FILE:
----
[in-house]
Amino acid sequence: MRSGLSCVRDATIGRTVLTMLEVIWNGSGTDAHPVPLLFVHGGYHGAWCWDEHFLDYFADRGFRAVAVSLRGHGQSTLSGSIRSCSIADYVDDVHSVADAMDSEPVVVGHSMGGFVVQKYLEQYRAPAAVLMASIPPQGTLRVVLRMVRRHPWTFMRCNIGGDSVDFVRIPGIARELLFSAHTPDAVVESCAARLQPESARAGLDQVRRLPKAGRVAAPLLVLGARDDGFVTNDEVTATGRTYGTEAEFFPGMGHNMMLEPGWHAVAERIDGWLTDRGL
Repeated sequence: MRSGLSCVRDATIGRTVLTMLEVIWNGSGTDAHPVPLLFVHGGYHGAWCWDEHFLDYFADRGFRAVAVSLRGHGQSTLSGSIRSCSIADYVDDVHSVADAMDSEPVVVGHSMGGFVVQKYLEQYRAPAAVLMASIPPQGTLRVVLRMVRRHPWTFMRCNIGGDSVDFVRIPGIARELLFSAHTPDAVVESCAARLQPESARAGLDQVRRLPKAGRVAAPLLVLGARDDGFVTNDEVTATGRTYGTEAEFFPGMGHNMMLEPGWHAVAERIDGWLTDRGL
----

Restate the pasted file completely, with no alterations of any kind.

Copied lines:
[in-house]
Amino acid sequence: MRSGLSCVRDATIGRTVLTMLEVIWNGSGTDAHPVPLLFVHGGYHGAWCWDEHFLDYFADRGFRAVAVSLRGHGQSTLSGSIRSCSIADYVDDVHSVADAMDSEPVVVGHSMGGFVVQKYLEQYRAPAAVLMASIPPQGTLRVVLRMVRRHPWTFMRCNIGGDSVDFVRIPGIARELLFSAHTPDAVVESCAARLQPESARAGLDQVRRLPKAGRVAAPLLVLGARDDGFVTNDEVTATGRTYGTEAEFFPGMGHNMMLEPGWHAVAERIDGWLTDRGL
Repeated sequence: MRSGLSCVRDATIGRTVLTMLEVIWNGSGTDAHPVPLLFVHGGYHGAWCWDEHFLDYFADRGFRAVAVSLRGHGQSTLSGSIRSCSIADYVDDVHSVADAMDSEPVVVGHSMGGFVVQKYLEQYRAPAAVLMASIPPQGTLRVVLRMVRRHPWTFMRCNIGGDSVDFVRIPGIARELLFSAHTPDAVVESCAARLQPESARAGLDQVRRLPKAGRVAAPLLVLGARDDGFVTNDEVTATGRTYGTEAEFFPGMGHNMMLEPGWHAVAERIDGWLTDRGL